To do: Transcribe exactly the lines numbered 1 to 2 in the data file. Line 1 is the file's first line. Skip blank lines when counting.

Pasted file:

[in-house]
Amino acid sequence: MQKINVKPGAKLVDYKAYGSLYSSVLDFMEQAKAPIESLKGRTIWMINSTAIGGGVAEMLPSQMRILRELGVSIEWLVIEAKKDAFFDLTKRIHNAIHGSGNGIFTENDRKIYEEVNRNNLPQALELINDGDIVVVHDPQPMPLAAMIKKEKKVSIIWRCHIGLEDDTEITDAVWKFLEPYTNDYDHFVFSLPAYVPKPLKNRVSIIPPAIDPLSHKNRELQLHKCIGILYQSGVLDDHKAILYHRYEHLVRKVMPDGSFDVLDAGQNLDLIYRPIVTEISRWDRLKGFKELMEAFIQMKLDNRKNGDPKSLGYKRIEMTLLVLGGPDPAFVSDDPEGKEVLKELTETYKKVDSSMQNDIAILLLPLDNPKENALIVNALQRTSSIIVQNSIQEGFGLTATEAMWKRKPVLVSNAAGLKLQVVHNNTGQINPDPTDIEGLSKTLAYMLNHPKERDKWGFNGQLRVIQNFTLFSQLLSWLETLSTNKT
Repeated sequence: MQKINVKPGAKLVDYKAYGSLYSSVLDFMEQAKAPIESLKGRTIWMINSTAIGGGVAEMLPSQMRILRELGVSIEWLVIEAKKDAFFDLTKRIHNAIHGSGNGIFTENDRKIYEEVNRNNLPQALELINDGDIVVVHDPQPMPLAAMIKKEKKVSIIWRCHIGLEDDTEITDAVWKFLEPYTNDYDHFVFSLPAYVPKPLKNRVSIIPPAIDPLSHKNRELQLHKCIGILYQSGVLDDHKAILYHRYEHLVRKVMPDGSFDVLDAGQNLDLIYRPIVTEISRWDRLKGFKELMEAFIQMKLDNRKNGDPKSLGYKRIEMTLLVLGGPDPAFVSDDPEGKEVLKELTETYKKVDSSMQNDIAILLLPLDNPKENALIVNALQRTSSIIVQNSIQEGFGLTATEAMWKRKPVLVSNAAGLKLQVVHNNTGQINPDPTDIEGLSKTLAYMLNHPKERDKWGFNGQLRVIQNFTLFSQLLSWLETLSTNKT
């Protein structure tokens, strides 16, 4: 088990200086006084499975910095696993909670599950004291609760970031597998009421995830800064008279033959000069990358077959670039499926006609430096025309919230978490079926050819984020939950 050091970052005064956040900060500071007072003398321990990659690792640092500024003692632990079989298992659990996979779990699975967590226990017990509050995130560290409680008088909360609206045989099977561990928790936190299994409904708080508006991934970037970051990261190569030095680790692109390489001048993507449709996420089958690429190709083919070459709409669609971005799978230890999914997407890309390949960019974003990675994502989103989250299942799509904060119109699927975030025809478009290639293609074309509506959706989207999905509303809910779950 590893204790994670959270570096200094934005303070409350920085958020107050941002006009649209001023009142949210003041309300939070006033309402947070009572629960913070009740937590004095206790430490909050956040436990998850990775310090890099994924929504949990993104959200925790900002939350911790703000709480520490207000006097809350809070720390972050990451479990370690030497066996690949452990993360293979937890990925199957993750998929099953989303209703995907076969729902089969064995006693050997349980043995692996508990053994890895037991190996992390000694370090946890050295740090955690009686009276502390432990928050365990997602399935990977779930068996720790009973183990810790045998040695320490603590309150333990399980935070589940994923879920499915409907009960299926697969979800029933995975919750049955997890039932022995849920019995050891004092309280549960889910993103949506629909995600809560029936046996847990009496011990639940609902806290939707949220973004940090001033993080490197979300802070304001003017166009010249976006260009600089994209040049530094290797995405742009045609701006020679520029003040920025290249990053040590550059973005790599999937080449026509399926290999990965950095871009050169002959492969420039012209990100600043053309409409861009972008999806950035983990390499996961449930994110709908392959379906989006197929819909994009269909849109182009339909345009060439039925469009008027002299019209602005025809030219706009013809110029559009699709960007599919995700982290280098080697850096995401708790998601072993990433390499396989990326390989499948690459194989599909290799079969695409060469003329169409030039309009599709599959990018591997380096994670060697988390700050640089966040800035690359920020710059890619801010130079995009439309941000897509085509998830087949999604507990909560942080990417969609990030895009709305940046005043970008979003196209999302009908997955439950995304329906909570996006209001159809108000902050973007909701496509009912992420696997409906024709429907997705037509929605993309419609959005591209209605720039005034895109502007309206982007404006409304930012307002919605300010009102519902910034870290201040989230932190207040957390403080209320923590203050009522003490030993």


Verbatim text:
[in-house]
Amino acid sequence: MQKINVKPGAKLVDYKAYGSLYSSVLDFMEQAKAPIESLKGRTIWMINSTAIGGGVAEMLPSQMRILRELGVSIEWLVIEAKKDAFFDLTKRIHNAIHGSGNGIFTENDRKIYEEVNRNNLPQALELINDGDIVVVHDPQPMPLAAMIKKEKKVSIIWRCHIGLEDDTEITDAVWKFLEPYTNDYDHFVFSLPAYVPKPLKNRVSIIPPAIDPLSHKNRELQLHKCIGILYQSGVLDDHKAILYHRYEHLVRKVMPDGSFDVLDAGQNLDLIYRPIVTEISRWDRLKGFKELMEAFIQMKLDNRKNGDPKSLGYKRIEMTLLVLGGPDPAFVSDDPEGKEVLKELTETYKKVDSSMQNDIAILLLPLDNPKENALIVNALQRTSSIIVQNSIQEGFGLTATEAMWKRKPVLVSNAAGLKLQVVHNNTGQINPDPTDIEGLSKTLAYMLNHPKERDKWGFNGQLRVIQNFTLFSQLLSWLETLSTNKT